the dream he composed
Alisa Lu | Art by Allison Li
The child slaved away at the piano, sweat dripping from his forehead. He looked towards the crowd for comfort, for validation. He searched for the only face he knew, the only one that mattered, and a quiet gaze met his own. And after everybody stood up for applause, after he bowed and the clapping grew and faltered, he sighed and went home.
He changed into his pajamas, crawled into bed, and tucked himself in, surrounding himself in a familiar softness, relieved to be away from the stage. Then, he closed his eyes in one world, and opened them in another.
Blades of tall grass tickled his legs and cheeks as he smiled in response. He looked towards the dark sky in all its vastness, with hazy clouds shifting and changing from one form to another. Quietly, a moth landed on his cheek, and he let it rest there before it flew away.
As he watched the flutter of its wings disappear, a subtle note filled the air.
He winced. C sharp, but a quarter flat.
He walked towards the noise, eager to find out what it was, to fix it. His eyes traced the sound to a blinding light in the distance. It reflected a plethora of colors into the air, a contrast to the normally black and white landscape. He trudged towards the now increasingly pandemonic sounds, his eyes glued on his feet to avoid the stinging brightness of the light.
As he approached closer and closer, the dissonance faded beneath his footsteps, until finally he looked up and saw the gentle colors and light fluttering about a crystal piano.
He heard a whisper. Play.
* * *
The boy saw himself, several years younger, wailing and crying. He was clinging onto his father’s legs, attempting to pull him away from the music hall and towards home. His father gently lifted him up and carried him into the building, where children gathered in a well-lit, almost blinding room, each eager to get their hands on the keys. With dried tears on his face, the boy learned to curl his fingers, to keep his back straight, to clack out a rhythm with wooden sticks, and to always, always take a deep breath before starting to play. After the lesson, his teacher called him in and gave him a special sticker to award his diligence. To foster his light.
The boy watched as he went home, proudly displaying the sticker that he had plastered on the back of his hand. He smiled at his father, and his father smiled back.
The landscape around the boy began to fade. He stood alone in the darkness, with only the image of his smiling father left in his mind. Panicked, he jerked awake from his bed and looked around his dark room. Realizing he was safe, he laid back down into bed and closed his eyes once again.
This time, he was in the dark, empty desert. He heard the faint sounds of crickets, and the quiet rustling of leaves. His mind began to wander, and he, along with it, began to drift away.
He floated towards the familiar crystal glow, the same quarter-flat C-sharp that had bothered him so much before.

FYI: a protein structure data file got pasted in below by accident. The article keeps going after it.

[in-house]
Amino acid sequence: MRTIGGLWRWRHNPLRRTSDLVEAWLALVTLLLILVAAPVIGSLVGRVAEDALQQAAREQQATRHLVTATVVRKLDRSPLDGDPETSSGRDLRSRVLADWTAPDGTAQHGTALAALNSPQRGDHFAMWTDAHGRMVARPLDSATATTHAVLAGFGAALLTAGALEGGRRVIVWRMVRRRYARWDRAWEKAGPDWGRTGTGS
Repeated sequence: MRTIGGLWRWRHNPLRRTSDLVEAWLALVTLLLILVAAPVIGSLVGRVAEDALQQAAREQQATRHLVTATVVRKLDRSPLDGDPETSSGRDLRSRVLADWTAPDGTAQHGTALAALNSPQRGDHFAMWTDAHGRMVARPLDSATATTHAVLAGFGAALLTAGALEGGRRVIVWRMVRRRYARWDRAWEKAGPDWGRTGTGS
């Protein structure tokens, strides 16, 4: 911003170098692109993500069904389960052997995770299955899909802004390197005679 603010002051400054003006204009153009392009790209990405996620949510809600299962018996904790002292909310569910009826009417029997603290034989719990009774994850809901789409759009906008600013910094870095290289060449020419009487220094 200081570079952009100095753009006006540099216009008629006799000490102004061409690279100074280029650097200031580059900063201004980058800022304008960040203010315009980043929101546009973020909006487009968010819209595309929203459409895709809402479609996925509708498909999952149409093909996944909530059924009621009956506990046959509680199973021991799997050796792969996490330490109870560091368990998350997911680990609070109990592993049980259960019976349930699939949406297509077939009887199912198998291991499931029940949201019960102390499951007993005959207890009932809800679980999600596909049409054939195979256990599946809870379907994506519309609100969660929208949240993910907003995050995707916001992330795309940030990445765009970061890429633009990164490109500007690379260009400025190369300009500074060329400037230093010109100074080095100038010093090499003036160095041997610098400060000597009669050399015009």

Once again, he stopped at the feet of the glittering piano. He held out his hand and watched curiously as the lighted colors danced about against his fingers. This time, they seemed dimmer, yet more forceful.
* * *
The boy saw himself smiling brightly at his father again. He had just finished a lesson, and his teacher was telling him about his good work. The three of them stood in the muted darkness outside the music school building. Moths gathered around the street lamps as the child placed another sticker on his hand. He and his father waved goodbye, and they went home.
The child, tired from a long lesson, put on his pajamas, crawled into his bed, and tucked himself in, surrounding himself in a familiar softness. He was about to close his eyes, when his father entered the room.
He crossed his arms firmly across his chest when he saw the child resting in bed. “What are you doing? I want you to be successful. You should be practicing.”
* * *
Several cracks began to rupture across the glass, fracturing the boy’s reflection within the surface. Fearful that the piano would soon shatter, the child forced himself awake.
Seeing that the sun outside his window had yet to rise, he closed his eyes, one last time.
This time, he awoke in a performance hall shrouded in a dense darkness. A deadly silence hung still in the air. He walked slowly towards the shining fragmented glass, his fingers brushing against the cracked surface of the keys. He sat down on the bench before the piano and hesitated, seeing the image of his father’s gentle smile, of his arms crossed firmly against his chest. His fingers placed gently on the keys, he took a deep breath and closed his eyes. Always, always, before you play.
The boy frowned. He stood up, stepped away from the piano, and walked the other direction. Away from the shining light of the crystal piano, away from the dancing colors.
He headed towards the familiar darkness. In a blur, through city lights, across deserts, past grass fields. He laid down onto a patch of weeds, his face to the dark night sky, looking toward the changing hazy clouds. He giggled softly, and as if in reaction to hearing his own voice, he stood up and took a big breath. And he began to caper and play.
A flurry of moths flew by and danced about the frolicking boy. In the darkness, in the chambers of his own world, he played within the dream that he composed. A moth landed on his cheek; he caught it in his hands, and let it go. And when the light flooded into his room once again, he opened his eyes for the first time.